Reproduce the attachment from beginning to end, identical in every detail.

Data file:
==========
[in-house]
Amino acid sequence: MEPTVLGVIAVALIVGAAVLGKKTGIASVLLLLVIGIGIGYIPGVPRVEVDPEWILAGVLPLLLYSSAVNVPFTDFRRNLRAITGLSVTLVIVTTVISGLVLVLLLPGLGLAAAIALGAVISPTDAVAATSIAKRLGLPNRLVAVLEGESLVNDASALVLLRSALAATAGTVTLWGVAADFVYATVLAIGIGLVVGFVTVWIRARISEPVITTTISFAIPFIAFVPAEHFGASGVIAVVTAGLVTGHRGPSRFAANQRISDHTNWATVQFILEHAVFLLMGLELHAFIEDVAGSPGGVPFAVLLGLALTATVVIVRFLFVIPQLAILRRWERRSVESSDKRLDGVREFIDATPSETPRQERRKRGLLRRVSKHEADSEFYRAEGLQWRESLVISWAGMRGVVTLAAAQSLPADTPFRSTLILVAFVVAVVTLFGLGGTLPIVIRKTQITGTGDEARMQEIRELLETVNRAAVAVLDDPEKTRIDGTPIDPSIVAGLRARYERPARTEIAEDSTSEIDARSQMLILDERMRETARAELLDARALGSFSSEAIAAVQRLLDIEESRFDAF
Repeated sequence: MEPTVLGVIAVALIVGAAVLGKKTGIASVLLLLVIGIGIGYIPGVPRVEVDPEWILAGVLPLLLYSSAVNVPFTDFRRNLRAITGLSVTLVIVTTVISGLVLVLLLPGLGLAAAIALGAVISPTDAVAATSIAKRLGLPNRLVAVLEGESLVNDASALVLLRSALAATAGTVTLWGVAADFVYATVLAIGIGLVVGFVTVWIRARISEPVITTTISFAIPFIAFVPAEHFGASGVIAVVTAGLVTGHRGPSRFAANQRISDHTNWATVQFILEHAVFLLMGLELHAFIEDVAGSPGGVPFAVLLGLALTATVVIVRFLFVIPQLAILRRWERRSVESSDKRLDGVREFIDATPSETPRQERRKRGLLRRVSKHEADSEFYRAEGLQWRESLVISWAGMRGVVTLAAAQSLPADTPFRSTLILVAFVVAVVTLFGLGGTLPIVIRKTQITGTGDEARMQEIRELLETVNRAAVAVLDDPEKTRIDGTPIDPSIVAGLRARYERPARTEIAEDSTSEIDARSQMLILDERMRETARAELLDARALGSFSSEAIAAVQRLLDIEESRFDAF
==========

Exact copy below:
[in-house]
Amino acid sequence: MEPTVLGVIAVALIVGAAVLGKKTGIASVLLLLVIGIGIGYIPGVPRVEVDPEWILAGVLPLLLYSSAVNVPFTDFRRNLRAITGLSVTLVIVTTVISGLVLVLLLPGLGLAAAIALGAVISPTDAVAATSIAKRLGLPNRLVAVLEGESLVNDASALVLLRSALAATAGTVTLWGVAADFVYATVLAIGIGLVVGFVTVWIRARISEPVITTTISFAIPFIAFVPAEHFGASGVIAVVTAGLVTGHRGPSRFAANQRISDHTNWATVQFILEHAVFLLMGLELHAFIEDVAGSPGGVPFAVLLGLALTATVVIVRFLFVIPQLAILRRWERRSVESSDKRLDGVREFIDATPSETPRQERRKRGLLRRVSKHEADSEFYRAEGLQWRESLVISWAGMRGVVTLAAAQSLPADTPFRSTLILVAFVVAVVTLFGLGGTLPIVIRKTQITGTGDEARMQEIRELLETVNRAAVAVLDDPEKTRIDGTPIDPSIVAGLRARYERPARTEIAEDSTSEIDARSQMLILDERMRETARAELLDARALGSFSSEAIAAVQRLLDIEESRFDAF
Repeated sequence: MEPTVLGVIAVALIVGAAVLGKKTGIASVLLLLVIGIGIGYIPGVPRVEVDPEWILAGVLPLLLYSSAVNVPFTDFRRNLRAITGLSVTLVIVTTVISGLVLVLLLPGLGLAAAIALGAVISPTDAVAATSIAKRLGLPNRLVAVLEGESLVNDASALVLLRSALAATAGTVTLWGVAADFVYATVLAIGIGLVVGFVTVWIRARISEPVITTTISFAIPFIAFVPAEHFGASGVIAVVTAGLVTGHRGPSRFAANQRISDHTNWATVQFILEHAVFLLMGLELHAFIEDVAGSPGGVPFAVLLGLALTATVVIVRFLFVIPQLAILRRWERRSVESSDKRLDGVREFIDATPSETPRQERRKRGLLRRVSKHEADSEFYRAEGLQWRESLVISWAGMRGVVTLAAAQSLPADTPFRSTLILVAFVVAVVTLFGLGGTLPIVIRKTQITGTGDEARMQEIRELLETVNRAAVAVLDDPEKTRIDGTPIDPSIVAGLRARYERPARTEIAEDSTSEIDARSQMLILDERMRETARAELLDARALGSFSSEAIAAVQRLLDIEESRFDAF